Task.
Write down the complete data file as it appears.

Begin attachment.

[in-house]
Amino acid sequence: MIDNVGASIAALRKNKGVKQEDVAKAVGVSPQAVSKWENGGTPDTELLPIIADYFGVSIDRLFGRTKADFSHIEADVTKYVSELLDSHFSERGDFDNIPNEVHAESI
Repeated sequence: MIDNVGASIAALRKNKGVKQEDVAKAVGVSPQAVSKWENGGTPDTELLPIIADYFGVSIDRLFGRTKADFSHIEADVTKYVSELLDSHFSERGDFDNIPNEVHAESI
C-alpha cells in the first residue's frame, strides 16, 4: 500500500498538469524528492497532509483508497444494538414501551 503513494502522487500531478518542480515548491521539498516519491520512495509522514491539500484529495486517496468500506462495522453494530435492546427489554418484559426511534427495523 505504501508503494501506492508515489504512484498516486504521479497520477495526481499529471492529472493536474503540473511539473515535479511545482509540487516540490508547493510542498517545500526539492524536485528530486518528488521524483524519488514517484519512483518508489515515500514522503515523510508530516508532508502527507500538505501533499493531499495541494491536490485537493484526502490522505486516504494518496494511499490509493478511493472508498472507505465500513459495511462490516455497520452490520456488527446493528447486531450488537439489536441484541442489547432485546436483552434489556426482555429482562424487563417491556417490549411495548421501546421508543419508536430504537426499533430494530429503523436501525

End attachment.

[in-house]
Amino acid sequence: MIDNVGASIAALRKNKGVKQEDVAKAVGVSPQAVSKWENGGTPDTELLPIIADYFGVSIDRLFGRTKADFSHIEADVTKYVSELLDSHFSERGDFDNIPNEVHAESI
Repeated sequence: MIDNVGASIAALRKNKGVKQEDVAKAVGVSPQAVSKWENGGTPDTELLPIIADYFGVSIDRLFGRTKADFSHIEADVTKYVSELLDSHFSERGDFDNIPNEVHAESI
C-alpha cells in the first residue's frame, strides 16, 4: 500500500498538469524528492497532509483508497444494538414501551 503513494502522487500531478518542480515548491521539498516519491520512495509522514491539500484529495486517496468500506462495522453494530435492546427489554418484559426511534427495523 505504501508503494501506492508515489504512484498516486504521479497520477495526481499529471492529472493536474503540473511539473515535479511545482509540487516540490508547493510542498517545500526539492524536485528530486518528488521524483524519488514517484519512483518508489515515500514522503515523510508530516508532508502527507500538505501533499493531499495541494491536490485537493484526502490522505486516504494518496494511499490509493478511493472508498472507505465500513459495511462490516455497520452490520456488527446493528447486531450488537439489536441484541442489547432485546436483552434489556426482555429482562424487563417491556417490549411495548421501546421508543419508536430504537426499533430494530429503523436501525